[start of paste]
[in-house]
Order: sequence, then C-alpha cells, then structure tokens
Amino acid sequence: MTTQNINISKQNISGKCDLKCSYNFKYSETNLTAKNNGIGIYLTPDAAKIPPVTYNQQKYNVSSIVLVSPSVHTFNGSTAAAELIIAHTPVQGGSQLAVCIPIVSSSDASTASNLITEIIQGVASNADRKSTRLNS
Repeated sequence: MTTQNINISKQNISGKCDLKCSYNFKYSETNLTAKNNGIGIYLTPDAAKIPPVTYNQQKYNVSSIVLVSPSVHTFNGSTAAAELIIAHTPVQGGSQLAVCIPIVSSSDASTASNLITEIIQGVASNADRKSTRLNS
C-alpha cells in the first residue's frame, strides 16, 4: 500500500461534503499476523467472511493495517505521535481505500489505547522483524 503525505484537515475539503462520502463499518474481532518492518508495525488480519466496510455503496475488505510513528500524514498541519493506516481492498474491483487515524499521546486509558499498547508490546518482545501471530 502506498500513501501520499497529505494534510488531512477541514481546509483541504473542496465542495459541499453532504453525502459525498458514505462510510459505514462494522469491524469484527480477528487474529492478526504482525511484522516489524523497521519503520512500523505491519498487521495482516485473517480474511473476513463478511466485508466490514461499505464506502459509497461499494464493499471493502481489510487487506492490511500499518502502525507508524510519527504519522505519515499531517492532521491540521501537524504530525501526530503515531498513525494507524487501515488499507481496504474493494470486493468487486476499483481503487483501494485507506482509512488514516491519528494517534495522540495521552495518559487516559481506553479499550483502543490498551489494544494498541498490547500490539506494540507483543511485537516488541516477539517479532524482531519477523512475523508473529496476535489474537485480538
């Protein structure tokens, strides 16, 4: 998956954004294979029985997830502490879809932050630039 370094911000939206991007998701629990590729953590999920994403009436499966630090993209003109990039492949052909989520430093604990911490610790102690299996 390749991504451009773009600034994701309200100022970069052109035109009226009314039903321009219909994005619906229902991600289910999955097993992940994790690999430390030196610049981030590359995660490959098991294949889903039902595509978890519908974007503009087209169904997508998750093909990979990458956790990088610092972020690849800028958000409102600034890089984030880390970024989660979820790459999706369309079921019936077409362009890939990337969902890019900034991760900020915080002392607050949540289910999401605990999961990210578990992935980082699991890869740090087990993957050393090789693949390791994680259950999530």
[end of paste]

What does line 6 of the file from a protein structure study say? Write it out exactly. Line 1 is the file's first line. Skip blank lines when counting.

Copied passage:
């Protein structure tokens, strides 16, 4: 998956954004294979029985997830502490879809932050630039 370094911000939206991007998701629990590729953590999920994403009436499966630090993209003109990039492949052909989520430093604990911490610790102690299996 390749991504451009773009600034994701309200100022970069052109035109009226009314039903321009219909994005619906229902991600289910999955097993992940994790690999430390030196610049981030590359995660490959098991294949889903039902595509978890519908974007503009087209169904997508998750093909990979990458956790990088610092972020690849800028958000409102600034890089984030880390970024989660979820790459999706369309079921019936077409362009890939990337969902890019900034991760900020915080002392607050949540289910999401605990999961990210578990992935980082699991890869740090087990993957050393090789693949390791994680259950999530």